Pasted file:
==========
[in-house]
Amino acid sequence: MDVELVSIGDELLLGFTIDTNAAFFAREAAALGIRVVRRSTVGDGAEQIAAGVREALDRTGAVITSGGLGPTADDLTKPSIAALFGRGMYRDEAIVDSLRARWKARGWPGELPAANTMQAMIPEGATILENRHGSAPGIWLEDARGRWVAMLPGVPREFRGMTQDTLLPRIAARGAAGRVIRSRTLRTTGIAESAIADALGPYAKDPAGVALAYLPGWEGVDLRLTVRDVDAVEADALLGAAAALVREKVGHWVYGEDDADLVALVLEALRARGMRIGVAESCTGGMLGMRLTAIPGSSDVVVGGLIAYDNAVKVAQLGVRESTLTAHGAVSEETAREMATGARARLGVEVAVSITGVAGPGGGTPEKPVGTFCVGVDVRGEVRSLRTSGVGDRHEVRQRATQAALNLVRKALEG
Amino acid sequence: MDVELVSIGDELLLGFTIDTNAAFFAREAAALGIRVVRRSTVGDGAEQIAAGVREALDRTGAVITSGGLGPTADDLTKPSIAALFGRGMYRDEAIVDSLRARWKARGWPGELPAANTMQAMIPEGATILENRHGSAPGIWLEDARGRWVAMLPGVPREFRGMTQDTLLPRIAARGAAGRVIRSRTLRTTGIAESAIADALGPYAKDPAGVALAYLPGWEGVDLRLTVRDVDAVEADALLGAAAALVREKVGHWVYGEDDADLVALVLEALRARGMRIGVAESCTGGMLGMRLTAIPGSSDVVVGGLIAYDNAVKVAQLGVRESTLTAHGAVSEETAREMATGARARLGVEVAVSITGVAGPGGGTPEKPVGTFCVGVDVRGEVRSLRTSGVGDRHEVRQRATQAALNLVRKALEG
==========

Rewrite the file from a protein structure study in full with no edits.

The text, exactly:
[in-house]
Amino acid sequence: MDVELVSIGDELLLGFTIDTNAAFFAREAAALGIRVVRRSTVGDGAEQIAAGVREALDRTGAVITSGGLGPTADDLTKPSIAALFGRGMYRDEAIVDSLRARWKARGWPGELPAANTMQAMIPEGATILENRHGSAPGIWLEDARGRWVAMLPGVPREFRGMTQDTLLPRIAARGAAGRVIRSRTLRTTGIAESAIADALGPYAKDPAGVALAYLPGWEGVDLRLTVRDVDAVEADALLGAAAALVREKVGHWVYGEDDADLVALVLEALRARGMRIGVAESCTGGMLGMRLTAIPGSSDVVVGGLIAYDNAVKVAQLGVRESTLTAHGAVSEETAREMATGARARLGVEVAVSITGVAGPGGGTPEKPVGTFCVGVDVRGEVRSLRTSGVGDRHEVRQRATQAALNLVRKALEG
Amino acid sequence: MDVELVSIGDELLLGFTIDTNAAFFAREAAALGIRVVRRSTVGDGAEQIAAGVREALDRTGAVITSGGLGPTADDLTKPSIAALFGRGMYRDEAIVDSLRARWKARGWPGELPAANTMQAMIPEGATILENRHGSAPGIWLEDARGRWVAMLPGVPREFRGMTQDTLLPRIAARGAAGRVIRSRTLRTTGIAESAIADALGPYAKDPAGVALAYLPGWEGVDLRLTVRDVDAVEADALLGAAAALVREKVGHWVYGEDDADLVALVLEALRARGMRIGVAESCTGGMLGMRLTAIPGSSDVVVGGLIAYDNAVKVAQLGVRESTLTAHGAVSEETAREMATGARARLGVEVAVSITGVAGPGGGTPEKPVGTFCVGVDVRGEVRSLRTSGVGDRHEVRQRATQAALNLVRKALEG